Jazz, film, and improvised culture.
The Bletchley Circle: Treat it Like a Code
Gray and her colleagues were not Rosie the Riveters, but they made enormous
contributions to the war effort. They
served at Bletchley Park in highly classified capacities, sifting through data
and cracking enemy codes. Then the war
ended and they returned to the lives they were expected to live. However, as a serial killer’s body count
mounts, they start detecting patterns the cops invariably miss in the
three-part British series The Bletchley Circle (promo
premieres on PBS this coming Sunday.
is Gray, the profoundly bored housewife, who first applies Bletchley methods to
a rash of murdered women. She soon
recruits her former boss, Jean, now working as a librarian, and their
colleagues, Millie a waitress with black market sidelines, and Lucy, a berated
young wife with a photographic memory. Since
their work at Bletchley was subject to the Official Secrets Act, they are honor
bound not to explain to their husbands or the police why they think they have
skills to bring to the investigation. As
a result, they get a lot of head-patting and condescension as they narrow in on
the themes and post-war time period, Bletchley
could be considered the mystery equivalent of Made in Dagenham. Aside from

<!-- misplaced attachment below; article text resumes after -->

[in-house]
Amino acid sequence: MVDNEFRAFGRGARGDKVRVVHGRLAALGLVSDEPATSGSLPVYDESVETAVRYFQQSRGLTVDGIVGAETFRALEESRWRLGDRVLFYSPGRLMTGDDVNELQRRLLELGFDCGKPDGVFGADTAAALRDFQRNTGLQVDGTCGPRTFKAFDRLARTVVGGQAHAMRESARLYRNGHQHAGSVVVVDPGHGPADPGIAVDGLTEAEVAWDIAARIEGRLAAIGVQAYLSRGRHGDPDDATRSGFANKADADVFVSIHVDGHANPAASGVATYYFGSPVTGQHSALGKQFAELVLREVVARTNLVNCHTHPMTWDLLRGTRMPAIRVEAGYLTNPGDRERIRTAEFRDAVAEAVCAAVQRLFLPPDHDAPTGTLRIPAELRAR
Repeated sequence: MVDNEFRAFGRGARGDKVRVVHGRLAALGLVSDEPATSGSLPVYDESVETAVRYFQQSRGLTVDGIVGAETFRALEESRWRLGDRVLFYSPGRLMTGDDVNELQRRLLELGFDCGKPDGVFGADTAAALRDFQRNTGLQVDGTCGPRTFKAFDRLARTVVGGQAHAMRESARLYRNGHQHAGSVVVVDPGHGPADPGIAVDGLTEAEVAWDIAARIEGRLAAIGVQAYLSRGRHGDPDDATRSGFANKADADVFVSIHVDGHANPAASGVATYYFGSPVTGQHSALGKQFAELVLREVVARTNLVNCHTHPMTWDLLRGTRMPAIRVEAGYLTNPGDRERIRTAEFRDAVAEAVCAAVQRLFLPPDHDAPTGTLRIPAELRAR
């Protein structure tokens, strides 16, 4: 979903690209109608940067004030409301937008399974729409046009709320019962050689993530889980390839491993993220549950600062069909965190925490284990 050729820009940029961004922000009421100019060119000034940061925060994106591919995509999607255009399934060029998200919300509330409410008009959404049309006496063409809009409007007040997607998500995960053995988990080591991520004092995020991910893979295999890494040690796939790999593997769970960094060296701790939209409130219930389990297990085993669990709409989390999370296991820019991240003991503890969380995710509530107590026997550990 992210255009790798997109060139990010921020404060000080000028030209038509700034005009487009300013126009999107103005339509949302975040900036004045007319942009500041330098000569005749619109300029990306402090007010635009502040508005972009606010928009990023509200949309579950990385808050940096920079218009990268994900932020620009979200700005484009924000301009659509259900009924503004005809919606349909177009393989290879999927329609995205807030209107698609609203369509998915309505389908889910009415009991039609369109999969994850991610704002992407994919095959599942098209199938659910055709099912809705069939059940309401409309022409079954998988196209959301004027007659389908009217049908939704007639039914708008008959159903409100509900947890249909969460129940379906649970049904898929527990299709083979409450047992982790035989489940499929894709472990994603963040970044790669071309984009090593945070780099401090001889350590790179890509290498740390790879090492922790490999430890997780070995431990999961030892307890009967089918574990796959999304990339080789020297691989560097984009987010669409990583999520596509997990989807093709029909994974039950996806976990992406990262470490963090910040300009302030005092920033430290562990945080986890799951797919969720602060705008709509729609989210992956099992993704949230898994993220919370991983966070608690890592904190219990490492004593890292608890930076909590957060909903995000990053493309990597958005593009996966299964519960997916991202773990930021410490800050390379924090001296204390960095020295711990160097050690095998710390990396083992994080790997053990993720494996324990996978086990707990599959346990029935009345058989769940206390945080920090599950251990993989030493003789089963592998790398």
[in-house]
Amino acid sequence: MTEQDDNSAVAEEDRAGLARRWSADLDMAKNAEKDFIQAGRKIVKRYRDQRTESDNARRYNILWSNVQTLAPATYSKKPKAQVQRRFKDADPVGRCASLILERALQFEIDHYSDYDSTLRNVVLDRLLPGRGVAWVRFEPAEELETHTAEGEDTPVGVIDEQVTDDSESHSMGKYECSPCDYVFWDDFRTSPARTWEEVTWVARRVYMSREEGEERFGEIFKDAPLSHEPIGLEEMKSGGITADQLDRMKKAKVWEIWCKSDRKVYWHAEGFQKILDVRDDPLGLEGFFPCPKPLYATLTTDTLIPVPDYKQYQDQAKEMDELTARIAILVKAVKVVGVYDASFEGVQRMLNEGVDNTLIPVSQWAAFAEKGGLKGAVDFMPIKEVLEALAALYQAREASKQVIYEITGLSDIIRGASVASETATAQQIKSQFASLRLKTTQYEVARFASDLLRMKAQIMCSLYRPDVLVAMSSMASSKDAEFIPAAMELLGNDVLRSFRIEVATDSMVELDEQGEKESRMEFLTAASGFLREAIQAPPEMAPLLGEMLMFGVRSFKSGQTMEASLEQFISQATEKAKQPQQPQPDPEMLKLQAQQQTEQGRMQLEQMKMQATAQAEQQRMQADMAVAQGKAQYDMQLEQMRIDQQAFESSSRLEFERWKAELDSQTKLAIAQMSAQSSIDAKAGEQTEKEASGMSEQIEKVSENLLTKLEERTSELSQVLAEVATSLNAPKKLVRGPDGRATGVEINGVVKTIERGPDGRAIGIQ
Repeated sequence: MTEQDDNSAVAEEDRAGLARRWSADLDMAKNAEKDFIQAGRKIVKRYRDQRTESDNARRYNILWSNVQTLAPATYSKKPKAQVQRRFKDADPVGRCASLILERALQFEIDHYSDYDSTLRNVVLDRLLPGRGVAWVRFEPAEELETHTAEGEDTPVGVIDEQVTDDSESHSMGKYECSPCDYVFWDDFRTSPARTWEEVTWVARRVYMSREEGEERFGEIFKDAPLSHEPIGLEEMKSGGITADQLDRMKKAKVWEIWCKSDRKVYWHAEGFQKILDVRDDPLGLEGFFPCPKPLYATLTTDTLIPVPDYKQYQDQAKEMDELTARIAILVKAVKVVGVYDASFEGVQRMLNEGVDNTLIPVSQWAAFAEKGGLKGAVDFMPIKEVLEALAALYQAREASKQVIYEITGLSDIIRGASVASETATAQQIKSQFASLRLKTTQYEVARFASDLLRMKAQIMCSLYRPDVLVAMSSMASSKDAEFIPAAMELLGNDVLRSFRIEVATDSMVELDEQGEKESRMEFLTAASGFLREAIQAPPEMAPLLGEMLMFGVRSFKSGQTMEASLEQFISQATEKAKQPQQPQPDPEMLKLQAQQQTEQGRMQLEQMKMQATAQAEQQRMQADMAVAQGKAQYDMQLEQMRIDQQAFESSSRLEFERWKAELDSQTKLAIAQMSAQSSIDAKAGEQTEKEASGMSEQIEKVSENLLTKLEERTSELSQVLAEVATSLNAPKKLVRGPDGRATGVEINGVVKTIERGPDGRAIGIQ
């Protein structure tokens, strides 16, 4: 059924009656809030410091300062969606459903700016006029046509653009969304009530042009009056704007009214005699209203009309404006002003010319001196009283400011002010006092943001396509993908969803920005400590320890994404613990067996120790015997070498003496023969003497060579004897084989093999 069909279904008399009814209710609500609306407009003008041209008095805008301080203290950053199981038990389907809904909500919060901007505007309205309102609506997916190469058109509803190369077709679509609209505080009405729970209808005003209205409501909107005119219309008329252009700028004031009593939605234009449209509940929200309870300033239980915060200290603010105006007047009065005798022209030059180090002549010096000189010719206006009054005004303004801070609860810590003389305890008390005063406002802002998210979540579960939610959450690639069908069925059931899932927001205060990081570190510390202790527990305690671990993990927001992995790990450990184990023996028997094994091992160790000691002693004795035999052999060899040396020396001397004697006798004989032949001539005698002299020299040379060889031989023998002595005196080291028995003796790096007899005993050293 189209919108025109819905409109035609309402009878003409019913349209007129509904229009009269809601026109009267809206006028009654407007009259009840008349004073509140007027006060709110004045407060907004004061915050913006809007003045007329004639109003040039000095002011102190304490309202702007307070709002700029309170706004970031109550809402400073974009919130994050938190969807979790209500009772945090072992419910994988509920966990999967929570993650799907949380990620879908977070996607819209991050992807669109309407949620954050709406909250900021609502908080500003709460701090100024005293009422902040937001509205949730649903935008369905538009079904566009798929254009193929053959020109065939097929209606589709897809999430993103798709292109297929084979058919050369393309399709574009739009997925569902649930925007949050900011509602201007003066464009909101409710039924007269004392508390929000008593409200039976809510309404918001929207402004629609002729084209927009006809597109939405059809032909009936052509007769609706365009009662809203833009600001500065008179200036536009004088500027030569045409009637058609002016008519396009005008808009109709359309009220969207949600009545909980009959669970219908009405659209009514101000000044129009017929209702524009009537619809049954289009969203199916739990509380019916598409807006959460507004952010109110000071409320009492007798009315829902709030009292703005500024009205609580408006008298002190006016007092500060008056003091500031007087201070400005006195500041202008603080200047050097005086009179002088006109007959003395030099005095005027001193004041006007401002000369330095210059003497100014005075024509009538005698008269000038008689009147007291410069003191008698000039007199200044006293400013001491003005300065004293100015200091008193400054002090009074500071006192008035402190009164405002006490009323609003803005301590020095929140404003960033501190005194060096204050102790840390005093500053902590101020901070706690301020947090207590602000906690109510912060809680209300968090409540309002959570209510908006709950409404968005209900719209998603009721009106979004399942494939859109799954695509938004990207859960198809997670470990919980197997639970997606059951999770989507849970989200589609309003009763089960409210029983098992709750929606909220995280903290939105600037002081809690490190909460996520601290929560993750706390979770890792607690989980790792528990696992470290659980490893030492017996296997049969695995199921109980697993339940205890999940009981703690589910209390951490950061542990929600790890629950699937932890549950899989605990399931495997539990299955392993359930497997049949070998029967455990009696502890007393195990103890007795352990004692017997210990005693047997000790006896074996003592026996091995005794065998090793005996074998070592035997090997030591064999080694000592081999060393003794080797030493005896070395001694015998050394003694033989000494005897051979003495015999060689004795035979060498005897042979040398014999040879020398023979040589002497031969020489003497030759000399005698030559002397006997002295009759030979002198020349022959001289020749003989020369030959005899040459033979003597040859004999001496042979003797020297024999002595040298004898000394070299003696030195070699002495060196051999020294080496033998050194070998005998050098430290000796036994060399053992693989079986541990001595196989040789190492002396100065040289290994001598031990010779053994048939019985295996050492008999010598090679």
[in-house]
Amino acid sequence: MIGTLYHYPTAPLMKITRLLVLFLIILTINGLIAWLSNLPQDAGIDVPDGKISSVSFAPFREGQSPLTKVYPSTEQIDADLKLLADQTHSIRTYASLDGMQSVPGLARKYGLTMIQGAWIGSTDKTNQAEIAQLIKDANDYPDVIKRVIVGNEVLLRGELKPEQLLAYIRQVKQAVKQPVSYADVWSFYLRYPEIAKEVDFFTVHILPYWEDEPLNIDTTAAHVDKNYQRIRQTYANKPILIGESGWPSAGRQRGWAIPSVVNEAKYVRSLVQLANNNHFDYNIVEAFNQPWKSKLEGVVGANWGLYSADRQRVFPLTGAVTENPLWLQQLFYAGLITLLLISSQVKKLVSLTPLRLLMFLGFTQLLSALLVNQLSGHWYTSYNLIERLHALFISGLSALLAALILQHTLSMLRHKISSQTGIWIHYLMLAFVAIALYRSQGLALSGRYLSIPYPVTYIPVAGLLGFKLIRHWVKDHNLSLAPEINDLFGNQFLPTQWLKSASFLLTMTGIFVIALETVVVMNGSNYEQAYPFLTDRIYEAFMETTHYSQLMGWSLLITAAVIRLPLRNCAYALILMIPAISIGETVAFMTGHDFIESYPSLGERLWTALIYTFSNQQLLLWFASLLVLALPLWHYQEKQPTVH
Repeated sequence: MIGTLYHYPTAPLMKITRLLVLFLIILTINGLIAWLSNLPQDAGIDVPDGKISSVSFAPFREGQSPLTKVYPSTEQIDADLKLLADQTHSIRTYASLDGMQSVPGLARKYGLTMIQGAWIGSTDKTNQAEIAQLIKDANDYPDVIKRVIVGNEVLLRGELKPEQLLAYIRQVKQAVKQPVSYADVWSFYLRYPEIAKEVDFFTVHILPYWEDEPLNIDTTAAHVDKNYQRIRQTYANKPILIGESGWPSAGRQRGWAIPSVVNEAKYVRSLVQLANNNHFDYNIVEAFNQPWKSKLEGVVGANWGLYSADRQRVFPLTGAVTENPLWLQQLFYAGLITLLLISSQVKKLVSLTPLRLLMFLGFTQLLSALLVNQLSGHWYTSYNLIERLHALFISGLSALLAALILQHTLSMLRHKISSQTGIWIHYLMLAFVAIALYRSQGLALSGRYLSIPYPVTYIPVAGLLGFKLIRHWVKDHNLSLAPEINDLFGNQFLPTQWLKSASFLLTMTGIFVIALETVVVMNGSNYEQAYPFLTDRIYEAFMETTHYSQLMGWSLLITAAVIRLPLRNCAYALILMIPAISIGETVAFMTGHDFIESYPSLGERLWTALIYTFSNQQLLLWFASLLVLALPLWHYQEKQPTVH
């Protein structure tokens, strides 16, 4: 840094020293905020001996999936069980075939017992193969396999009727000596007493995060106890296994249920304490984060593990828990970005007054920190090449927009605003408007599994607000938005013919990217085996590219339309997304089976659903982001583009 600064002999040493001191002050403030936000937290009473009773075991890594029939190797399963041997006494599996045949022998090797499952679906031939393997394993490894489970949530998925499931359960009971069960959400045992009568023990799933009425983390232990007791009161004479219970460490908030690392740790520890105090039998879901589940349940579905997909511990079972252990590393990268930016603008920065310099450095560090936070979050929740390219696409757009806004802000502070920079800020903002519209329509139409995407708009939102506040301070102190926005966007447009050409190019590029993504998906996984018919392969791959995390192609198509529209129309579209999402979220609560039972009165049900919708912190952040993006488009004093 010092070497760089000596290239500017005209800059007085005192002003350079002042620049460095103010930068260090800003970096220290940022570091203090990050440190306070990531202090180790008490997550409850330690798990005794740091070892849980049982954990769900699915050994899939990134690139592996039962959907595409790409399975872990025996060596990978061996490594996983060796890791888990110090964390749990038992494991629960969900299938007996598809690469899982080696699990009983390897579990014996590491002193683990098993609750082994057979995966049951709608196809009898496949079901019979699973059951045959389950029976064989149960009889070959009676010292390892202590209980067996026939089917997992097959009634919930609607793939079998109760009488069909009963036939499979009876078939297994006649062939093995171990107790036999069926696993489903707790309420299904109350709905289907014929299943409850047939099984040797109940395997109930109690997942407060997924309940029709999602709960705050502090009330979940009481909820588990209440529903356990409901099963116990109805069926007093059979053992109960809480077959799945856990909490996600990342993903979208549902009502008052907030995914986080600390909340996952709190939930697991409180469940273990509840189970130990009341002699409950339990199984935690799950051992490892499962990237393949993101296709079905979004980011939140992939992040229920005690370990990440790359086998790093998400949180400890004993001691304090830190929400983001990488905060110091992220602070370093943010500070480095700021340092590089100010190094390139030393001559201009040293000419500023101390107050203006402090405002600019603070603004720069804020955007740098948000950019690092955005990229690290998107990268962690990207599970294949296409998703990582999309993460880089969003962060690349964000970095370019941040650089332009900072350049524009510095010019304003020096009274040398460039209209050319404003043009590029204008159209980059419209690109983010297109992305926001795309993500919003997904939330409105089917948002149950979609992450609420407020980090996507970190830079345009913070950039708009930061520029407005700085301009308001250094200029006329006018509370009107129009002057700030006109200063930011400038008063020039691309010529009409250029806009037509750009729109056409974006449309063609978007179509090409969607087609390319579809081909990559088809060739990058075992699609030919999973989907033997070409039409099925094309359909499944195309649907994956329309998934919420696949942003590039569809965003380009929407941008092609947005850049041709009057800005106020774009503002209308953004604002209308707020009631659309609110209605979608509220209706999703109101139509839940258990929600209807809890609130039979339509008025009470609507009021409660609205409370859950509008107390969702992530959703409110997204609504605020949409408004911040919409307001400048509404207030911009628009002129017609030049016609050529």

an old spook, none of the men seem to think the four women can walk and chew
gum at the same time, which is the show’s real shortcoming. There ought to be at least one male character
hip enough to say “the cops are idiots.
I bet you and your friends can find something they missed. Just be
Bletchley’s criminal elements are
smarter than average. Writer Guy Burt
smoothly integrates numbers, patterns, and critical thinking into the story,
while steadily raising the stakes in each episode. Their nemesis also turns out
to be suitably diabolical, nicely played by Steven Robertson (a name so
unremarkable it should not be spoilery).
Yet, in a bit of a disappointment, it all ends in rather standard
Maxwell Martin’s Gray is an earnest, down-to-earth protagonist. Yet, of the quartet, it is Julie Graham who
makes the strongest impression as their senior member, Jean. Rachael Stirling brings a bit of verve as
Millie, but her character and backstory are the least developed, whereas the
mousy, put-upon Lucy becomes tiresome over time.
has a great concept and it nicely conveys the
experience of unraveling a puzzle through logical analysis. Like many numbers people, it is a little weak
when it comes to interpersonal relations.
Still, it is a decent fix for British whodunit fans when it begins this
Sunday (4/21), following Mr . Selfridge, on
most PBS outlets nationwide.
Labels: Bletchley Park, PBS